When I read such incidents in the newspapers, I thought this is a rarity. But after hearing such stories from my close circle of people, I am more than convinced that it is happening secretly all around us. The character Hari in the book, The Story of a Suicide is brutally abused by his uncle as a child. This part of the narration moved me. In the chapter 'I Love You', Hari recalls:
“I stood nervously behind the toilet doors while I could hear HIM talking to another man.......I could hear their footsteps louder. My body was trembling. I didn’t know why. I had kind of gotten use to HIM inside me."
In spite of living away from his uncle in the present and knowing that he wouldn't disturb him anymore, Hari feels insecure and weak. He is dismayed that his mother didn't listen to him; he is scared of the past, the pain and he is anguished at his own helplessness.

I read the book, A Silent Scream by Siddharth Garg, last year. It was the first time I came in close quarters to the issue of child sex abuse. Ever since, I take much care about children around me, known or unknown. For the second time, this issue has bothered me from my depths with Hari's story.

Shame

Adding to his misery, Hari is afraid of disclosing his sexual orientation, especially to his family. On one side, he feels shameful to have developed the feelings of a homosexual but on the other side he is unable to avoid getting attracted to men, something that happens within him naturally.

I have never met or read about a homosexual before. For the first time, I could understand this subject from an unbiased perspective. In the chapter, 'I Love You', Hari and Mani exchange their feelings of love for the first time:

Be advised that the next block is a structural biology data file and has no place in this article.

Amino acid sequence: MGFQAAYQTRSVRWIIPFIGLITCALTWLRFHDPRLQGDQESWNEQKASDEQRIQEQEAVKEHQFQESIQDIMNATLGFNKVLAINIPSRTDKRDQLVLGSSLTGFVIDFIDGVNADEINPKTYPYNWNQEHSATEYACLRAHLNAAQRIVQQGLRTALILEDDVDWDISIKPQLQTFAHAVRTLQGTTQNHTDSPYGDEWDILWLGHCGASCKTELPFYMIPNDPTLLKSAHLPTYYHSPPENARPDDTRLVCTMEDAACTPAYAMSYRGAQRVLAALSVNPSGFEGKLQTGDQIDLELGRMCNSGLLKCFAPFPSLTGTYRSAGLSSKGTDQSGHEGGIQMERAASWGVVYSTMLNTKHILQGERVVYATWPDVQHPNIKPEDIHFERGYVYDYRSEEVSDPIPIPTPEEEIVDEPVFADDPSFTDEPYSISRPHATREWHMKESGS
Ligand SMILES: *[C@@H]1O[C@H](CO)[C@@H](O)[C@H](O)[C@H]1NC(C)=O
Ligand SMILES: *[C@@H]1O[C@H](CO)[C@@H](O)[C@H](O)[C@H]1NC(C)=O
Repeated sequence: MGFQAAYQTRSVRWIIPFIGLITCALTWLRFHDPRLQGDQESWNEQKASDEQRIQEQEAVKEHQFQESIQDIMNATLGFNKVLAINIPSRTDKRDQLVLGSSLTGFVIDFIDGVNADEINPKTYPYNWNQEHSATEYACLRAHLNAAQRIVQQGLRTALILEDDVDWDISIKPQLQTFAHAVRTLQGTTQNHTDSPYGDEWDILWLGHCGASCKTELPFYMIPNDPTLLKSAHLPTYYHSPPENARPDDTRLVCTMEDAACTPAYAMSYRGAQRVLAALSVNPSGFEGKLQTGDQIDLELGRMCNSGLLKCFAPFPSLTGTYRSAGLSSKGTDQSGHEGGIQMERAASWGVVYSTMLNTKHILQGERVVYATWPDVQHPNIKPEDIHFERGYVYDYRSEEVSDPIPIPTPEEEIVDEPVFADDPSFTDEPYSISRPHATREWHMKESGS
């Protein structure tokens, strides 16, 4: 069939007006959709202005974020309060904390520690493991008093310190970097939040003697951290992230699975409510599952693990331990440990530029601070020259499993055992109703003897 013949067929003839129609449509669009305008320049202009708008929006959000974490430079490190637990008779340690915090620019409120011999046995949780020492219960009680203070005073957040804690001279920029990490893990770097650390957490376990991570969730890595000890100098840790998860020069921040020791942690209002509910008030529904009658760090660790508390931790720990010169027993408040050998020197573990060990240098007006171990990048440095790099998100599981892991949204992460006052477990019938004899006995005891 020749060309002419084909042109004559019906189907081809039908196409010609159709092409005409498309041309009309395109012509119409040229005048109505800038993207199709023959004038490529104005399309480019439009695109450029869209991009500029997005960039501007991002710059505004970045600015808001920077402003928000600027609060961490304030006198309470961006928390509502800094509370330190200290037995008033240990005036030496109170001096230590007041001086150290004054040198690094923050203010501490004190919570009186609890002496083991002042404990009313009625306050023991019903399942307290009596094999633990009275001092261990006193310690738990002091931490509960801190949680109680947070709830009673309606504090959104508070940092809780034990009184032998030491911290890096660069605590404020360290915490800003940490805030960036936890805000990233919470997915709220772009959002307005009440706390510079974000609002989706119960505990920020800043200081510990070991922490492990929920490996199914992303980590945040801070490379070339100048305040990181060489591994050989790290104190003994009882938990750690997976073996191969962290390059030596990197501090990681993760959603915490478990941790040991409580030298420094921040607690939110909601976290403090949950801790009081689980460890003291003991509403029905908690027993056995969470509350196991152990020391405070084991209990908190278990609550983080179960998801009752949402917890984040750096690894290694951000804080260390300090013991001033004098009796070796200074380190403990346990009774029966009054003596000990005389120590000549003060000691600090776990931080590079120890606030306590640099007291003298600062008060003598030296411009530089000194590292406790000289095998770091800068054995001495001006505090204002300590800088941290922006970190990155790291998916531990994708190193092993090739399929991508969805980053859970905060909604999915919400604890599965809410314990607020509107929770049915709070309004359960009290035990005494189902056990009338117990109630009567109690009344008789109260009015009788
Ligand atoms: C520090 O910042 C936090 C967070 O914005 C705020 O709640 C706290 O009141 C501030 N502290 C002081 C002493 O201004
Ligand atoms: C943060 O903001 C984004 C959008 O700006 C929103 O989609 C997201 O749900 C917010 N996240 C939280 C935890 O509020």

As soon as he heard Mani’s affirmative reply; Hari kissed him hard on his lips. Mani was taken up by surprise but did not push him away.
Hari hugged him tighter.
Mani could hear Hari’s racing heartbeats very distinctly.
“What is happening?" he wondered anxiously, “But I don’t feel bad about this."

“Actually I like his body around me. Am I in love with him? Is it normal?" his mind screen flickered with conflicting thoughts.
Hari was not talking, he continued to sniffle. He was just wearing a brief while his arms and legs were wrapped around Mani.
Mani took Hari’s face in both his hands, looked at his sullen eyes, “I missed you today; I think I am in love with you. I don’t know if this is right, but whatever happens I will be there for you. You have gone through hell as a child and you can always count on me," and kissed him on his lips.
Depression

Though title of the book suggests that the book is on suicide, the plot isn't actually wound around suicide. Except for one brief incident, none thinks about killing themselves in the book. However, long-pent up emotions, all of a sudden, burst opens to one of the characters when he is faced with a terrible betrayal from the one he loves; when he is put to shame publicly and when finally his parent feels undeserving of him. That's the point where he falls apart and decides in a moment's time that he shouldn't live any longer.